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Bridging the gap between social-metabolism and ecological debt: the case of a northern open economy

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  • UserEneko Garmendia, Ph.D.
  • ClockTuesday 20 May 2014, 13:00-14:00
  • HouseSeminar Room.

If you have a question about this talk, please contact Elizabeth Blanchard.

Globalization of the world economy has increased the material and energy flows around the planet, raising the pressure over natural resources and the communities that depend on them. In this context it becomes critical to better understand the link between consumption and production patterns and associated social-ecological impacts at multiple scales. Historically, Northern industrialized countries have been responsible for major pressures and resource consumption while developing countries have suffered to a great extent the consequences of these patterns. This article analyzes the Ecological Debt of the Basque Country (Southern Europe), to illustrate the responsibility of Northern open economies towards the global environment, by looking at (i) its social metabolism, i.e. the energy and material flows linked to the production and consumption activities of the region, (ii) the social-ecological impacts that these physical flows generate worldwide, and (iii) three illustrative case-studies associated with the Basque social metabolism in Latin-America, West Africa and Southeast Asia. Through the combination of quantitative and qualitative methods the study shows how to connect production and consumption patterns to extraction impacts for global commodity chains, in order to better understand current environmental injustices and their roots. Furthermore, we illustrate how this narrative can bridge the gap between the local and the global, creating a useful approach for both policy making and education.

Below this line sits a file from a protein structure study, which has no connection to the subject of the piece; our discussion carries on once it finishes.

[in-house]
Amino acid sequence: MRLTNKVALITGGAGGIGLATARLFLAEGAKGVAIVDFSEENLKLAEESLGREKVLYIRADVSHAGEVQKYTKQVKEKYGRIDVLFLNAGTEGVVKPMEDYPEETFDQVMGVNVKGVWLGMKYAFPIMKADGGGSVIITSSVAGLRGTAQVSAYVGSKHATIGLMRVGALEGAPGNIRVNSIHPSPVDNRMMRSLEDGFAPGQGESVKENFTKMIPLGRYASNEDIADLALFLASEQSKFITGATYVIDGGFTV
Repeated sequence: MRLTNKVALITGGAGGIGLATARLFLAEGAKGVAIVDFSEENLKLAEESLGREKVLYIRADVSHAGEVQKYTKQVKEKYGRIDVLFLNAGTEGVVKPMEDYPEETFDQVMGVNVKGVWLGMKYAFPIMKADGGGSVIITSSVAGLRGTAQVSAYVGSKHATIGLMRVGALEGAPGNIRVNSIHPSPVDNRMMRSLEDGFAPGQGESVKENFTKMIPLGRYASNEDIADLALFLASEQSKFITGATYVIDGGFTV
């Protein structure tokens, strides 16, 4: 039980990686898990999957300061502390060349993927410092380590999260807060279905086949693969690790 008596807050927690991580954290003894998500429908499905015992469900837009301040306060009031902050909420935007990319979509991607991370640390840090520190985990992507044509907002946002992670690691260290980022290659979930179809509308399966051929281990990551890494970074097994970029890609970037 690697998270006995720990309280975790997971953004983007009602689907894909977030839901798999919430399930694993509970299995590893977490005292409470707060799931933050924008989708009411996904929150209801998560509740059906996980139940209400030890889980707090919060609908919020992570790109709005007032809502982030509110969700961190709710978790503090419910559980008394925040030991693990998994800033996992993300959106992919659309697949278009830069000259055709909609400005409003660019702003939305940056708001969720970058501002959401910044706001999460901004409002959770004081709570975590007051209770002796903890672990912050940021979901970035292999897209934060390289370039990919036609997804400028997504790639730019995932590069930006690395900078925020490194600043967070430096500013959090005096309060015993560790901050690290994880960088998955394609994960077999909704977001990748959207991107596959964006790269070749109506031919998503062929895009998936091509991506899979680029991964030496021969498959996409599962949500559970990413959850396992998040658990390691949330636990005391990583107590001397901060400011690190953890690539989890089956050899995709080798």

This talk is part of the Political Ecology Group meetings series.

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